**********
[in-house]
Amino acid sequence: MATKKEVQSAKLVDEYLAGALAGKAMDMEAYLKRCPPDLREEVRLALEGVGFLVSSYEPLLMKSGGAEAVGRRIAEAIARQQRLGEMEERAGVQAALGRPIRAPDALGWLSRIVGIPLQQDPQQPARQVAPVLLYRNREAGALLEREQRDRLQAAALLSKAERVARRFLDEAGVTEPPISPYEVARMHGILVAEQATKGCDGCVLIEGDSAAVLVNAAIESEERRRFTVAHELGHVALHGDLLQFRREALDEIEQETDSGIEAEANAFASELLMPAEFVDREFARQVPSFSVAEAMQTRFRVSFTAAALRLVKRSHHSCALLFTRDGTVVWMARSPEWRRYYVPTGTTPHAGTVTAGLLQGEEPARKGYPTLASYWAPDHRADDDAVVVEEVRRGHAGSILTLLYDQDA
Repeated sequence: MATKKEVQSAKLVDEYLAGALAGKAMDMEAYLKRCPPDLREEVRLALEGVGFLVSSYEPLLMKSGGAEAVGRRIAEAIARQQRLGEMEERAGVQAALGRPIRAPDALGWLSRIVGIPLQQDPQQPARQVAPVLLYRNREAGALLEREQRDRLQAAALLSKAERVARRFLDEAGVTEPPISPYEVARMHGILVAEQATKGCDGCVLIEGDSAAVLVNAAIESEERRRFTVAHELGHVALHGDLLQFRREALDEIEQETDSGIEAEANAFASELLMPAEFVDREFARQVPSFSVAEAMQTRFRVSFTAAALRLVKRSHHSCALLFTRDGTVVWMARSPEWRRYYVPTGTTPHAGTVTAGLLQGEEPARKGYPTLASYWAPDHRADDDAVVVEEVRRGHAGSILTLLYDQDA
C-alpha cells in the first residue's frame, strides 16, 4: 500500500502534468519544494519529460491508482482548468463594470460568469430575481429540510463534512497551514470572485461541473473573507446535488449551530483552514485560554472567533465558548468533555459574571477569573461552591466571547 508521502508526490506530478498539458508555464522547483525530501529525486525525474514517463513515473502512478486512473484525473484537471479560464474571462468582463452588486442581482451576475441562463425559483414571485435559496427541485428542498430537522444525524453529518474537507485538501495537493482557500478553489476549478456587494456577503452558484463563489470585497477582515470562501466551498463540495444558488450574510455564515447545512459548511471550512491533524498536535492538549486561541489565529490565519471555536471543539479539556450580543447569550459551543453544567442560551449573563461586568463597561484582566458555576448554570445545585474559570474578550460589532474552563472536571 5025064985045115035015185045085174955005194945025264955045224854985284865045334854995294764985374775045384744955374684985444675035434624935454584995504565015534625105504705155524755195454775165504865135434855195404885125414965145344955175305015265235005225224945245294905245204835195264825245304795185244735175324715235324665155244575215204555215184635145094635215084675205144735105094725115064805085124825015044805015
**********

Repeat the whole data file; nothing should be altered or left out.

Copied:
[in-house]
Amino acid sequence: MATKKEVQSAKLVDEYLAGALAGKAMDMEAYLKRCPPDLREEVRLALEGVGFLVSSYEPLLMKSGGAEAVGRRIAEAIARQQRLGEMEERAGVQAALGRPIRAPDALGWLSRIVGIPLQQDPQQPARQVAPVLLYRNREAGALLEREQRDRLQAAALLSKAERVARRFLDEAGVTEPPISPYEVARMHGILVAEQATKGCDGCVLIEGDSAAVLVNAAIESEERRRFTVAHELGHVALHGDLLQFRREALDEIEQETDSGIEAEANAFASELLMPAEFVDREFARQVPSFSVAEAMQTRFRVSFTAAALRLVKRSHHSCALLFTRDGTVVWMARSPEWRRYYVPTGTTPHAGTVTAGLLQGEEPARKGYPTLASYWAPDHRADDDAVVVEEVRRGHAGSILTLLYDQDA
Repeated sequence: MATKKEVQSAKLVDEYLAGALAGKAMDMEAYLKRCPPDLREEVRLALEGVGFLVSSYEPLLMKSGGAEAVGRRIAEAIARQQRLGEMEERAGVQAALGRPIRAPDALGWLSRIVGIPLQQDPQQPARQVAPVLLYRNREAGALLEREQRDRLQAAALLSKAERVARRFLDEAGVTEPPISPYEVARMHGILVAEQATKGCDGCVLIEGDSAAVLVNAAIESEERRRFTVAHELGHVALHGDLLQFRREALDEIEQETDSGIEAEANAFASELLMPAEFVDREFARQVPSFSVAEAMQTRFRVSFTAAALRLVKRSHHSCALLFTRDGTVVWMARSPEWRRYYVPTGTTPHAGTVTAGLLQGEEPARKGYPTLASYWAPDHRADDDAVVVEEVRRGHAGSILTLLYDQDA
C-alpha cells in the first residue's frame, strides 16, 4: 500500500502534468519544494519529460491508482482548468463594470460568469430575481429540510463534512497551514470572485461541473473573507446535488449551530483552514485560554472567533465558548468533555459574571477569573461552591466571547 508521502508526490506530478498539458508555464522547483525530501529525486525525474514517463513515473502512478486512473484525473484537471479560464474571462468582463452588486442581482451576475441562463425559483414571485435559496427541485428542498430537522444525524453529518474537507485538501495537493482557500478553489476549478456587494456577503452558484463563489470585497477582515470562501466551498463540495444558488450574510455564515447545512459548511471550512491533524498536535492538549486561541489565529490565519471555536471543539479539556450580543447569550459551543453544567442560551449573563461586568463597561484582566458555576448554570445545585474559570474578550460589532474552563472536571 5025064985045115035015185045085174955005194945025264955045224854985284865045334854995294764985374775045384744955374684985444675035434624935454584995504565015534625105504705155524755195454775165504865135434855195404885125414965145344955175305015265235005225224945245294905245204835195264825245304795185244735175324715235324665155244575215204555215184635145094635215084675205144735105094725115064805085124825015044805015